Broker Check

Are Stagflation Risks Real?

May 13, 2024

Stagflation has become a somewhat popular topic amongst investors ever since the March CPI report ran hotter than expected and because stagflation is one of the worst possible investing environments for stocks and bond holders. So, I wanted to review the recent data and examine if stagflation risks really are rising. Importantly, most economists are dismissive of this idea of stagflation. Chief among them is Fed Chair Powell, who said in the April FOMC press conference that he didn’t understand stagflation concerns and saw neither the “stag” (meaning stalled growth) nor the “flation” (meaning high inflation).


Of course, comparing this period to the 1970s, where GDP growth was flat or negative and CPI was running more than 10%, he’s absolutely right, there is no stagflation. However, I believe it’s somewhat dismissive to say that just because things aren’t as bad as they were in the 1970s that any talk of stagflation isn’t warranted.


Point being, stagflation doesn’t have to be as bad as it was in the 1970s, but for a stock market that’s trading above 21X earnings, the truth is that even a small bout of stagflation could result in a 10%-20% decline in stocks (because a stagflation multiple is somewhere below 18X, or more than 600 S&P 500 points lower from here). So, with all due respect to Powell and other economists, I do think it’s worth taking a look to see if stagflation risks are rising and, if so, what it could mean for stocks.


First, is the “stag” occurring? In an absolute sense, no it’s not. Q1 GDP growth was solidly positive (even at 1.6% that’s a long way from 0.0% and underlying growth was even stronger). That said, there are several more timely economic indicators that are pointing towards a loss of momentum. The ISM Manufacturing and Services PMIs are now below 50, something that doesn’t happen often. Durable goods, a proxy for business investment, has been essentially flat for over a year. The unemployment rate, while still low, is threatening to move above 4% for the first time in years.


What’s It Means to Me: None of these metrics imply that economic growth has stalled, so Powell is right, there isn’t any hard evidence of an economic stagnation. However, it’s also accurate to say that the data is becoming more conclusive that economic momentum is slowing and that must happen first if any stagnation is going to occur. The bottom line is economic growth is still solidly positive but clearly the momentum is slowing, so while stagnation isn’t here yet, the data is showing a greater chance of it occurring than any time in the last year and a half.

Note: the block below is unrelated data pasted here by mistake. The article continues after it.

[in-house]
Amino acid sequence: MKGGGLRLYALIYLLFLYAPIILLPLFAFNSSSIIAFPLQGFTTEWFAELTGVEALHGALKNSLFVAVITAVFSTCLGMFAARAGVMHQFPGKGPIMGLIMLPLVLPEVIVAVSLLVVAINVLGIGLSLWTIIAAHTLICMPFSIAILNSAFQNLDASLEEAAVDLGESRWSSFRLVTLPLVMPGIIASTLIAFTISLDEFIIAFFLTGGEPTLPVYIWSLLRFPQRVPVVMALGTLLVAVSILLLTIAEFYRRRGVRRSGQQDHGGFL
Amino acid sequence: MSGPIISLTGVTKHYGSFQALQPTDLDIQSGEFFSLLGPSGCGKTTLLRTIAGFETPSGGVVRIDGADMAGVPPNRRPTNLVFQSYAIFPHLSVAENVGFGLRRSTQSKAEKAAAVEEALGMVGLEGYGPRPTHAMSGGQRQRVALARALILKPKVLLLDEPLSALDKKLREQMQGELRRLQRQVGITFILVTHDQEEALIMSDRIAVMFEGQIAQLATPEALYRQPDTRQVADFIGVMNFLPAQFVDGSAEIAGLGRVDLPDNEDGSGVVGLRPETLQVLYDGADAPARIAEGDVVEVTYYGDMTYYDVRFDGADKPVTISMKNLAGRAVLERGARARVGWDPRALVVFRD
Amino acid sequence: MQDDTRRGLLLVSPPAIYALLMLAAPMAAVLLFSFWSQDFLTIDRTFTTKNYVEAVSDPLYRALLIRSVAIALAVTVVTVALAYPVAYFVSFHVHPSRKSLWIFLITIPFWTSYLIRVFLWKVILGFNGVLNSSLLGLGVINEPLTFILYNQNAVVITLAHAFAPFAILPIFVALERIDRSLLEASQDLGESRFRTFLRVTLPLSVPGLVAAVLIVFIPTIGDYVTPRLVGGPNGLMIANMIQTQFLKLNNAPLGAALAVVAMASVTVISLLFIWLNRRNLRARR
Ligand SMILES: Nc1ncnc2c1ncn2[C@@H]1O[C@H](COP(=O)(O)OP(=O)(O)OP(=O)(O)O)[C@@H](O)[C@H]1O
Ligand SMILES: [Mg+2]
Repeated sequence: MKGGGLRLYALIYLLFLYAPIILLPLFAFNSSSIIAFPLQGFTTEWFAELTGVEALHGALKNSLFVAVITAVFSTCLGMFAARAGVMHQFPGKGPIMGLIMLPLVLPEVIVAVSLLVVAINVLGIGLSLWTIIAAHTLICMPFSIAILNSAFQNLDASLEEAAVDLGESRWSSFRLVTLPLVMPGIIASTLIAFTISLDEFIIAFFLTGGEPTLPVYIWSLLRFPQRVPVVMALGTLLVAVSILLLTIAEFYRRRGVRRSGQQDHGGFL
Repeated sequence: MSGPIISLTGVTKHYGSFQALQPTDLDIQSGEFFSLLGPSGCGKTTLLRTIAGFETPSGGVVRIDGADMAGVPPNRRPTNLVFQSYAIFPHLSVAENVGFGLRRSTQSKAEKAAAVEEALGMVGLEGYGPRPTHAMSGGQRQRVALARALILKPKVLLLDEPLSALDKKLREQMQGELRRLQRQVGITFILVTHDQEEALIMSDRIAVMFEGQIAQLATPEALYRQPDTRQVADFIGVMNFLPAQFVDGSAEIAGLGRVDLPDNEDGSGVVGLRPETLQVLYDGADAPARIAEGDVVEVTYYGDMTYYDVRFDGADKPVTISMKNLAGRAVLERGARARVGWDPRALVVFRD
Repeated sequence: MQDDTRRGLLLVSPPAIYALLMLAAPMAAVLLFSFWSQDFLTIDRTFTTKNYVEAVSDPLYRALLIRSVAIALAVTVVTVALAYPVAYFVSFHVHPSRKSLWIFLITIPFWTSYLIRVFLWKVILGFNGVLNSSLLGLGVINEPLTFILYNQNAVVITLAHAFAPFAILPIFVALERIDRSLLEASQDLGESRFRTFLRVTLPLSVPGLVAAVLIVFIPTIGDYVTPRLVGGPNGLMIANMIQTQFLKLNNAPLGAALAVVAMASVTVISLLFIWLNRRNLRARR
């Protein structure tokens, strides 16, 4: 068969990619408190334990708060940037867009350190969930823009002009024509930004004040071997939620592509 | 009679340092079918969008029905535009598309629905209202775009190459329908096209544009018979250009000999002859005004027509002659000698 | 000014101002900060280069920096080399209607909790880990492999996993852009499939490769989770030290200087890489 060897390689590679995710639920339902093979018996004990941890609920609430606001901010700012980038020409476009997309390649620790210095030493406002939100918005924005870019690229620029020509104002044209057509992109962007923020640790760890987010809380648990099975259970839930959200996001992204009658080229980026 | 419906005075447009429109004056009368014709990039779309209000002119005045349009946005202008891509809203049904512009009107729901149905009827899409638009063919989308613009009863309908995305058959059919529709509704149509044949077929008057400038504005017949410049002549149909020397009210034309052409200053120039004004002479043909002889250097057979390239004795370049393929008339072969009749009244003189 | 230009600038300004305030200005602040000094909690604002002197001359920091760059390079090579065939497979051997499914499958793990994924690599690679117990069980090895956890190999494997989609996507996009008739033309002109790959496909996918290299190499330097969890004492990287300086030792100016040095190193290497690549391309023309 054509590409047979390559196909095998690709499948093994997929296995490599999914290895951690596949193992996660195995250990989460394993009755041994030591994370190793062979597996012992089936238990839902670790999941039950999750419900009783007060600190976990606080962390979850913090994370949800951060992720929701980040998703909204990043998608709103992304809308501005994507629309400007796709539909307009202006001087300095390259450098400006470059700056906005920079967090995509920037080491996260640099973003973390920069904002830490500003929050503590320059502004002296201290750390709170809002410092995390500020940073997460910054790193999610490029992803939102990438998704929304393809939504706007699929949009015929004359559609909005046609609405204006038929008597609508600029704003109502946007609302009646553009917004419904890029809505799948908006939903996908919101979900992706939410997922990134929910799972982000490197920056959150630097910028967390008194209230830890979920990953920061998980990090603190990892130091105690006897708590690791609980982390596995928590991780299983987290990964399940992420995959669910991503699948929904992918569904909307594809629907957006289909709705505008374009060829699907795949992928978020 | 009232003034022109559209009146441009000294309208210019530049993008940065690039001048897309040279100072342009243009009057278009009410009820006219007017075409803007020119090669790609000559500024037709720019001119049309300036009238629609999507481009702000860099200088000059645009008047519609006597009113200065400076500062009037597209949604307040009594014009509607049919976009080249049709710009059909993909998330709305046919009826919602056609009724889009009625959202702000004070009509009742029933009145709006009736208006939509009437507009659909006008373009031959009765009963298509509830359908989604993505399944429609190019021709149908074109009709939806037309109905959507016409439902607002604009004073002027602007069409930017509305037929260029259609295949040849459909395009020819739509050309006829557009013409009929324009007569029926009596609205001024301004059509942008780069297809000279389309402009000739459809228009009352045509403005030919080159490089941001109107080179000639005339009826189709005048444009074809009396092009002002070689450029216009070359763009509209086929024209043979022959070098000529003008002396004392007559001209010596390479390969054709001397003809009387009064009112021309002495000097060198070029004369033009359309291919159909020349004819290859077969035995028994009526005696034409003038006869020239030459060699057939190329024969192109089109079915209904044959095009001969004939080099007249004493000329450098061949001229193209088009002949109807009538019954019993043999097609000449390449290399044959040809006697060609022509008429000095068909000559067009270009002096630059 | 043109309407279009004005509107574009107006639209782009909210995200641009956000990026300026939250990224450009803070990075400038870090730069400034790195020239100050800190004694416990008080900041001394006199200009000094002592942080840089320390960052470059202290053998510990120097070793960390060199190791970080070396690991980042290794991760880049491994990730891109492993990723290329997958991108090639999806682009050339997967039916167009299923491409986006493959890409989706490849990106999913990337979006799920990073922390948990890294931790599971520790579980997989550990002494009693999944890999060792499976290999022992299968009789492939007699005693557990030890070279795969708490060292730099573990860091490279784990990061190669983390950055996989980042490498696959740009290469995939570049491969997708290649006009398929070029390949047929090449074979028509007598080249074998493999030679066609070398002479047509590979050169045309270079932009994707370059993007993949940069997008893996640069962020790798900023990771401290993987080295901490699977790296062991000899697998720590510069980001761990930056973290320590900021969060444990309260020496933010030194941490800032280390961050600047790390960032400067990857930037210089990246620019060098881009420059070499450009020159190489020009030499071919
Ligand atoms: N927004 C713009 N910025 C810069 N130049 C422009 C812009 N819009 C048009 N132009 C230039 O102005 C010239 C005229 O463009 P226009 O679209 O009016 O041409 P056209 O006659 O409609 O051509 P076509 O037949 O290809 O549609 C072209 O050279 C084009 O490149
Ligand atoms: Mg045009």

Second, is the “flation” occurring? In an absolute sense, no, it’s not. CPI has rebounded to 3.5% y/y, University of Michigan Inflation Expectations are rising to multimonth highs at 3.5% for one year and 3.1% for five years while price indices in the ISM Manufacturing and Services PMIs have also jumped to multi-month highs. But if our measuring stick is 1970’s style inflation (or even pandemic-era inflation) then no, we aren’t seeing that type of inflation.


What’s It Means to Me: In an absolute sense, inflation isn’t at levels that would imply historical stagflation. But it’s also clear that inflation has stopped declining and at this point appears to be trying to bounce. No one thinks inflation is going to surge back towards 7% or 8% again, but for a market that’s priced at over 21X earnings and counting on lower yields to justify that valuation, the bounce in inflation metrics is a problem.


Bottom line, inflation has declined and isn’t at 1970’s levels, but it’s undeniable that the decline in inflation has stopped and the longer inflation stays higher, the more it will become entrenched in the economy—and that means higher inflation risks. In sum, stagflation is not here, especially if we think about it in 1970’s terms. But the data is moving in a stagflationary direction of 1) Slowing growth and 2) Buoyant prices and with the S&P 500 trading above 21X earnings, we don’t need 1970’s style stagflation to cause a correction—we just need the data to keep going in the current direction because the stagflationary drift in the data is absolutely a worry for anyone owning stocks and bonds, and that’s a critical difference to be aware of (and we are).


We do not feel the need to change anything at this point, until things get worse. I don’t see that happening. The election will begin to affect the market as we get closer to November. I don’t know about you, but it can’t happen too soon for me.

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